So when does the American stop spending? When he or she runs out of options. I suspect that this real estate thing, if it happens, will expose alot of people. This has been driving spending for nearly a decade. If you take that away to a large degree, it will be difficult to maintain current levels of spending. It will be interesting to see on a personal level, the friends who set themselves up well, and those who got overextended.

If a lot of people get burned, maybe they'll be once bitten, twice shy. Maybe a new culture will take root. The kids of the people who thought they had it all, but found out it was all a house of cards, for example.

But this is all a big IF. If the bubble bursts. If.
I'm a homeowner, and I would love to see the bubble burst, and values to topple. All in all, it would be a good thing for working people like the writer of this blog to be able to afford a home.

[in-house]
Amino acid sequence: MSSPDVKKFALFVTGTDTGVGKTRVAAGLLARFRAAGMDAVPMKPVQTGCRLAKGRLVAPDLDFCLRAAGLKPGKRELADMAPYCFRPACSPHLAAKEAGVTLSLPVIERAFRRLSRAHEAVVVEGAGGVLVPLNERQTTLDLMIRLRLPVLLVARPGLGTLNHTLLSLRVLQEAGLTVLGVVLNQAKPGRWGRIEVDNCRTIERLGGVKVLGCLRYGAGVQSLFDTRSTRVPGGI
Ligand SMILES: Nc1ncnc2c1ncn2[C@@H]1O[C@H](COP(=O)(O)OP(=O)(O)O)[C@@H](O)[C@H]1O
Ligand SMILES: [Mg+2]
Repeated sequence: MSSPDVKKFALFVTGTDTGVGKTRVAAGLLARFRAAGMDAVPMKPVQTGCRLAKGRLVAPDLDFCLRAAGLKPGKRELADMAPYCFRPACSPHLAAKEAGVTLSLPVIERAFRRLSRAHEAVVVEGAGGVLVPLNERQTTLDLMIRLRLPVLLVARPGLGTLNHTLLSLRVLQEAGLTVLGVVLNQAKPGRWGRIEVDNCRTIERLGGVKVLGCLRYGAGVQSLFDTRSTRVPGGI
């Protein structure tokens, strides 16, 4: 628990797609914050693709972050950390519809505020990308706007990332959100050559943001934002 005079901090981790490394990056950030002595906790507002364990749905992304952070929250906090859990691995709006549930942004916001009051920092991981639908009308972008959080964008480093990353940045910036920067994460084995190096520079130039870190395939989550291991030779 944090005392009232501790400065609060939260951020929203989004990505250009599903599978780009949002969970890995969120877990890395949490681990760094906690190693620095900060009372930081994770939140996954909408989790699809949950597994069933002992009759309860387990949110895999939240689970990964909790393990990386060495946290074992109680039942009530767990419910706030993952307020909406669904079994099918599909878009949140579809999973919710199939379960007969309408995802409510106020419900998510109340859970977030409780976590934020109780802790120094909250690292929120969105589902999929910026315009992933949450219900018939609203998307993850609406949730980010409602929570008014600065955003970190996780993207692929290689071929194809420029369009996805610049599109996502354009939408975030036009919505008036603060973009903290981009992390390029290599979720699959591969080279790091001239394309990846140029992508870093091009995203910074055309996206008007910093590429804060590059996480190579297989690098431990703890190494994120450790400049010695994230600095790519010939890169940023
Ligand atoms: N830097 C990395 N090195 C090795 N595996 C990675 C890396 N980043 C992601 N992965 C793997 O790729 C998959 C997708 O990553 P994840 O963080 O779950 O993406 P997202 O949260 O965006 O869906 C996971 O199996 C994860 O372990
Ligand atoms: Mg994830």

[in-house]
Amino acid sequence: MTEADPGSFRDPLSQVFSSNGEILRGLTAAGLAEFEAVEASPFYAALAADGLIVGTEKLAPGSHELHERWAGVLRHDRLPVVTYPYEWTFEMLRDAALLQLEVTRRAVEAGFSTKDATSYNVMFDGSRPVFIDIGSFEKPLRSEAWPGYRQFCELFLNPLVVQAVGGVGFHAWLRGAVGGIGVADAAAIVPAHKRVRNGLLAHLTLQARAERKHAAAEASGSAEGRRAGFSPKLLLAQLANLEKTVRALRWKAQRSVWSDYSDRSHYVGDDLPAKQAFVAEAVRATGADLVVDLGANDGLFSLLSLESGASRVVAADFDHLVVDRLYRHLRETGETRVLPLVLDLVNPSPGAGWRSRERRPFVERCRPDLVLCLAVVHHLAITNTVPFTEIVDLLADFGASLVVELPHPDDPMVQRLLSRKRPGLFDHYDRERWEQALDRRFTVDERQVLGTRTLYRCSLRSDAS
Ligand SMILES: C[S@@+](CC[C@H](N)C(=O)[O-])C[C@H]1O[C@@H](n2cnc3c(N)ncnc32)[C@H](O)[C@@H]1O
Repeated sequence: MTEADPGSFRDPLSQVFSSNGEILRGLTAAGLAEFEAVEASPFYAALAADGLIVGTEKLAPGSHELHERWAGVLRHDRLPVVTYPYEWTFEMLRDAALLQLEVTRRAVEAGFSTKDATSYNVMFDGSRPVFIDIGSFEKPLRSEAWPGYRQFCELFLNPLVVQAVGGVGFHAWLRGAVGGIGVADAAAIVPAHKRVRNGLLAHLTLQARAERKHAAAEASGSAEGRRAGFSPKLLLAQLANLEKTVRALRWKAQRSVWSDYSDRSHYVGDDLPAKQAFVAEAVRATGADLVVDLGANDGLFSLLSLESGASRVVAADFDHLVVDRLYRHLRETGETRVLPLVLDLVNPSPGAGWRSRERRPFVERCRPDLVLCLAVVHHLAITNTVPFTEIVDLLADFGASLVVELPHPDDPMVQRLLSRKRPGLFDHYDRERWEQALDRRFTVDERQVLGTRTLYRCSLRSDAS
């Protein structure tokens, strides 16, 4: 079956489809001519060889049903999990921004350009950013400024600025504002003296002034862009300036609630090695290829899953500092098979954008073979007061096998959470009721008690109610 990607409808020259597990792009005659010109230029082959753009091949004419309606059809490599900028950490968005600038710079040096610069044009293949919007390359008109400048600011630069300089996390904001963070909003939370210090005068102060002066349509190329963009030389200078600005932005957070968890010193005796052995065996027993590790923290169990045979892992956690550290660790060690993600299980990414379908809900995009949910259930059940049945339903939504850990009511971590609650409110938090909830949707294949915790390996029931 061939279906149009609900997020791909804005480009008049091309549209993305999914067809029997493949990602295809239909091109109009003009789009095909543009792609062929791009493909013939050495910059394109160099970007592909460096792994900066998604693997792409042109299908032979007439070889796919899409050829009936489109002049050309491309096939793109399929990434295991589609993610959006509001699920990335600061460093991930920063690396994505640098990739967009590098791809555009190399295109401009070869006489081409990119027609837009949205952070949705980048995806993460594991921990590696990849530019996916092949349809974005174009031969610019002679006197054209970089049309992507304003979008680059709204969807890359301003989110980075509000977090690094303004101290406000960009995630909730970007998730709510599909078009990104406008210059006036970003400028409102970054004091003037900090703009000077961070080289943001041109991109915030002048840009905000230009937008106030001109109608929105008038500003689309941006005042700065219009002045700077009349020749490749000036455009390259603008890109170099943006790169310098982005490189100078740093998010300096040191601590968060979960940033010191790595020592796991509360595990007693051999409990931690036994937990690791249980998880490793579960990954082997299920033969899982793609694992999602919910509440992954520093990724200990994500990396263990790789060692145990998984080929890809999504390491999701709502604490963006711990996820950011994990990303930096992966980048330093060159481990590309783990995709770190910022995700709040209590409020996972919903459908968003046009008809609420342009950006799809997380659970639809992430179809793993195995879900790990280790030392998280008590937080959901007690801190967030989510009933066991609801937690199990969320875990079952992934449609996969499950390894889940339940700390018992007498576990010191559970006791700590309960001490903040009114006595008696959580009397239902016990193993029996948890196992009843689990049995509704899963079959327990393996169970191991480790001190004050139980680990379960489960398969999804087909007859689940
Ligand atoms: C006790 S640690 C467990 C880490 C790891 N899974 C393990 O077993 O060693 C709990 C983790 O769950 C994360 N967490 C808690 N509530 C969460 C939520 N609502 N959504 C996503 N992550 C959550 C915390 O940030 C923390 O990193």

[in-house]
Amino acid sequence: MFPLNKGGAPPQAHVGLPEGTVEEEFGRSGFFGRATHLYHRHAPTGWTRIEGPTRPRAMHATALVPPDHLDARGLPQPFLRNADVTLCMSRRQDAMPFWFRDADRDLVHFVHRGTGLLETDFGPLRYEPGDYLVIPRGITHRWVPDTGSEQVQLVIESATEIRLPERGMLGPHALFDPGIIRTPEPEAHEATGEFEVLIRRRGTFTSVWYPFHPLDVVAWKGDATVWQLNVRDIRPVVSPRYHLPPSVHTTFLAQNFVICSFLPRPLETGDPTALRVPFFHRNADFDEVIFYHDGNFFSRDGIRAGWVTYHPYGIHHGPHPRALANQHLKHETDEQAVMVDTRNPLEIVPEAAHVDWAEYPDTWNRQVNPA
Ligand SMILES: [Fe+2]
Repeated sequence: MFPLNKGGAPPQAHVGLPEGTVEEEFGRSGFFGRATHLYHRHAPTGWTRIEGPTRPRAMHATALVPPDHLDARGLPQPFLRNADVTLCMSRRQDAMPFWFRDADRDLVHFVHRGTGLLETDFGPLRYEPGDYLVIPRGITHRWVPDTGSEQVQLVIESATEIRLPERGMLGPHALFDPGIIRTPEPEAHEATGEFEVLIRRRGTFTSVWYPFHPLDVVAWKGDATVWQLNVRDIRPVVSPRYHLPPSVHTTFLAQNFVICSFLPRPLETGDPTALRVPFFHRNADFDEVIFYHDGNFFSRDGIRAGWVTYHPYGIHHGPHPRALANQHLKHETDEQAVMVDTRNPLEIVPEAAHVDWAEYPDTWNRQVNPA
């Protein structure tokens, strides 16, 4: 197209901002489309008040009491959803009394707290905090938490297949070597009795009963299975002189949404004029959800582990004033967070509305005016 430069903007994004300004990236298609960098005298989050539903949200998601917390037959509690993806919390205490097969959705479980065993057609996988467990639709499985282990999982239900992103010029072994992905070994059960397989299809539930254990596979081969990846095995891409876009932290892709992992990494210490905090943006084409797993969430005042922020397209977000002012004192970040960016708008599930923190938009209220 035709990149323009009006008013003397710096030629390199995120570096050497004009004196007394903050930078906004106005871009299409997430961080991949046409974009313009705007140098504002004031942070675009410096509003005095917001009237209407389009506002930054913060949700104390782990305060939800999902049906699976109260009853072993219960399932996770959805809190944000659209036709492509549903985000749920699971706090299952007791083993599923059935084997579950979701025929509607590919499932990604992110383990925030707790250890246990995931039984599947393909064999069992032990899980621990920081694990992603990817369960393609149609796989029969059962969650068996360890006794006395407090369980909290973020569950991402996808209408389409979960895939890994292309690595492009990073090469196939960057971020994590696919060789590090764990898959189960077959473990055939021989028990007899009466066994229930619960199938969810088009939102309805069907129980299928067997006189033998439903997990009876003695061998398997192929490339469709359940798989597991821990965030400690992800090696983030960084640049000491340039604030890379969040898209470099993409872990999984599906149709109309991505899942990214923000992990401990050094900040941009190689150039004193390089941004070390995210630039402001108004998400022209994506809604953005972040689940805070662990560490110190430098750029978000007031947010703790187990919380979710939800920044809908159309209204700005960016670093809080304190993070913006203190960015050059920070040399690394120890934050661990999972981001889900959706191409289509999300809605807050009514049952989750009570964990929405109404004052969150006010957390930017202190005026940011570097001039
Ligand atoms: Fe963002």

As for people like me, the value of my home on paper is virtually meaningless, as I need to live in it, whatever its value. Homeowners wishing to trade up will also benefit from a softening market.
The problem is that tons of people have litterally pulled equity out of their houses and spent it. This is the ultimate in fantasy money, and has been the leading driver for consumer spending over the last 5 years. When and if that dries up, consumer confidence will take a serious dump.
Isn't the home equity fantasy money already drying up?

With interests rates rising so much in the last two years (I think I saw home equity loans going for 7.49%), who could possibly be taking out home equity loans nows to get some extra "around the house" cash?

I understand that compared to the 70's and 80's, rates remain at pretty historic lows, but it seems to me that the time to take out a home equity loan has already passed.